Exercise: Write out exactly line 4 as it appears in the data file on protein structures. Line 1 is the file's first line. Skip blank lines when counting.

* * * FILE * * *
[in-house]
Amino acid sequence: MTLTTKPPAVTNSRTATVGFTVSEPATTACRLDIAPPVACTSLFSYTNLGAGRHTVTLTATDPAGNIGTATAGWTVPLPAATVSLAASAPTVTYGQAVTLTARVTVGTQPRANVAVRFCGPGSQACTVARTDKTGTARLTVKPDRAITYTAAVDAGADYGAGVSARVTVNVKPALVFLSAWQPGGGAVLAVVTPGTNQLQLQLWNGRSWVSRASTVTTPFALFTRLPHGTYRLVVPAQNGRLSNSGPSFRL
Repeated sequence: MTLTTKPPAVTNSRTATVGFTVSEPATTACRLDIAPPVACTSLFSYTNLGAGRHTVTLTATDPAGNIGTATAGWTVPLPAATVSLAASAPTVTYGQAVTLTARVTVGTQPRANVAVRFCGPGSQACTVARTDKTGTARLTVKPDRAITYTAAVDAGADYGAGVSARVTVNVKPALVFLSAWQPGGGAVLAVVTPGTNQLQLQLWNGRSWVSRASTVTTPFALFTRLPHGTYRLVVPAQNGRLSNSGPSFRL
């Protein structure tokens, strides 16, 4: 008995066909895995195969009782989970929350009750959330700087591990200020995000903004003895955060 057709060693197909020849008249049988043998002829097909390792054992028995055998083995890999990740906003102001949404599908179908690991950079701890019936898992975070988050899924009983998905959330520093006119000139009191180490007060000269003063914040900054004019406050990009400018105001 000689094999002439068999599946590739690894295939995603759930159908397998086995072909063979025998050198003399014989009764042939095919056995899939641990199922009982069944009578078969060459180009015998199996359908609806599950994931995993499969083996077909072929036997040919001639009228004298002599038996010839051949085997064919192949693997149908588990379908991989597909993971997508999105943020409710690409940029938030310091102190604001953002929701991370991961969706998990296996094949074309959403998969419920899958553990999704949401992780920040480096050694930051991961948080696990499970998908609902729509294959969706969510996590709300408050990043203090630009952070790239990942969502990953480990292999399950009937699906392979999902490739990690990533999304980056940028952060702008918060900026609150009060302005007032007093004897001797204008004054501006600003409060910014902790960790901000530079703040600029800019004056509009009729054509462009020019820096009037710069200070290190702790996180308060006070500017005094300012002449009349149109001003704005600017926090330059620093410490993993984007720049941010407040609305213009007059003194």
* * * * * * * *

């Protein structure tokens, strides 16, 4: 008995066909895995195969009782989970929350009750959330700087591990200020995000903004003895955060 057709060693197909020849008249049988043998002829097909390792054992028995055998083995890999990740906003102001949404599908179908690991950079701890019936898992975070988050899924009983998905959330520093006119000139009191180490007060000269003063914040900054004019406050990009400018105001 000689094999002439068999599946590739690894295939995603759930159908397998086995072909063979025998050198003399014989009764042939095919056995899939641990199922009982069944009578078969060459180009015998199996359908609806599950994931995993499969083996077909072929036997040919001639009228004298002599038996010839051949085997064919192949693997149908588990379908991989597909993971997508999105943020409710690409940029938030310091102190604001953002929701991370991961969706998990296996094949074309959403998969419920899958553990999704949401992780920040480096050694930051991961948080696990499970998908609902729509294959969706969510996590709300408050990043203090630009952070790239990942969502990953480990292999399950009937699906392979999902490739990690990533999304980056940028952060702008918060900026609150009060302005007032007093004897001797204008004054501006600003409060910014902790960790901000530079703040600029800019004056509009009729054509462009020019820096009037710069200070290190702790996180308060006070500017005094300012002449009349149109001003704005600017926090330059620093410490993993984007720049941010407040609305213009007059003194």